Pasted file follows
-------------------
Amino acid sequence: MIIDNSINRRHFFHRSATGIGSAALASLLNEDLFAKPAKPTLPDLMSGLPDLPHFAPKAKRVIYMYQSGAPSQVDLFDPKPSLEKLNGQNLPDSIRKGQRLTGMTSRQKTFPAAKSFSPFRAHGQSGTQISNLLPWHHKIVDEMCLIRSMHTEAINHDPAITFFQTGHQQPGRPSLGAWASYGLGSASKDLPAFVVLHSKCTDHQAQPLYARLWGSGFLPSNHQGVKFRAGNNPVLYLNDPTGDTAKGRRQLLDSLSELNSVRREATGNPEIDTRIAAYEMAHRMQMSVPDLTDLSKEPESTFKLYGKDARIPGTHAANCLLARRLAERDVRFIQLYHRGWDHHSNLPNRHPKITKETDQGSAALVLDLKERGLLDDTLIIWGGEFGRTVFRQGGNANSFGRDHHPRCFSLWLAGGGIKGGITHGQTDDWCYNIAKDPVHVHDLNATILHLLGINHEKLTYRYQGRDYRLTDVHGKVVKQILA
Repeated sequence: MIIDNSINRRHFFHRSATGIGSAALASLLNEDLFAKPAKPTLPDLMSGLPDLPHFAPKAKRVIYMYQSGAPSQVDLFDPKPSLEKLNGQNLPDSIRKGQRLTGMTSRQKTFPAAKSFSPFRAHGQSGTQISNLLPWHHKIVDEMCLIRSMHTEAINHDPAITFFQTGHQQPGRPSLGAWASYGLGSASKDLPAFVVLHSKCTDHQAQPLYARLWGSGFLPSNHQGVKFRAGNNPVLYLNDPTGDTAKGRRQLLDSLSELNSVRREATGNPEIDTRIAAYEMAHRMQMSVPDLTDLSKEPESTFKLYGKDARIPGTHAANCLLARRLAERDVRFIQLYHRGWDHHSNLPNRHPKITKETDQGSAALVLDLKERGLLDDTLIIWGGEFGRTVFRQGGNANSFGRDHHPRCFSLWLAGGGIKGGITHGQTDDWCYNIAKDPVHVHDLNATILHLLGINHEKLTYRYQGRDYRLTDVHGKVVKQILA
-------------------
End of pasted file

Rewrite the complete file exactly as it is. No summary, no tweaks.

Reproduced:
Amino acid sequence: MIIDNSINRRHFFHRSATGIGSAALASLLNEDLFAKPAKPTLPDLMSGLPDLPHFAPKAKRVIYMYQSGAPSQVDLFDPKPSLEKLNGQNLPDSIRKGQRLTGMTSRQKTFPAAKSFSPFRAHGQSGTQISNLLPWHHKIVDEMCLIRSMHTEAINHDPAITFFQTGHQQPGRPSLGAWASYGLGSASKDLPAFVVLHSKCTDHQAQPLYARLWGSGFLPSNHQGVKFRAGNNPVLYLNDPTGDTAKGRRQLLDSLSELNSVRREATGNPEIDTRIAAYEMAHRMQMSVPDLTDLSKEPESTFKLYGKDARIPGTHAANCLLARRLAERDVRFIQLYHRGWDHHSNLPNRHPKITKETDQGSAALVLDLKERGLLDDTLIIWGGEFGRTVFRQGGNANSFGRDHHPRCFSLWLAGGGIKGGITHGQTDDWCYNIAKDPVHVHDLNATILHLLGINHEKLTYRYQGRDYRLTDVHGKVVKQILA
Repeated sequence: MIIDNSINRRHFFHRSATGIGSAALASLLNEDLFAKPAKPTLPDLMSGLPDLPHFAPKAKRVIYMYQSGAPSQVDLFDPKPSLEKLNGQNLPDSIRKGQRLTGMTSRQKTFPAAKSFSPFRAHGQSGTQISNLLPWHHKIVDEMCLIRSMHTEAINHDPAITFFQTGHQQPGRPSLGAWASYGLGSASKDLPAFVVLHSKCTDHQAQPLYARLWGSGFLPSNHQGVKFRAGNNPVLYLNDPTGDTAKGRRQLLDSLSELNSVRREATGNPEIDTRIAAYEMAHRMQMSVPDLTDLSKEPESTFKLYGKDARIPGTHAANCLLARRLAERDVRFIQLYHRGWDHHSNLPNRHPKITKETDQGSAALVLDLKERGLLDDTLIIWGGEFGRTVFRQGGNANSFGRDHHPRCFSLWLAGGGIKGGITHGQTDDWCYNIAKDPVHVHDLNATILHLLGINHEKLTYRYQGRDYRLTDVHGKVVKQILA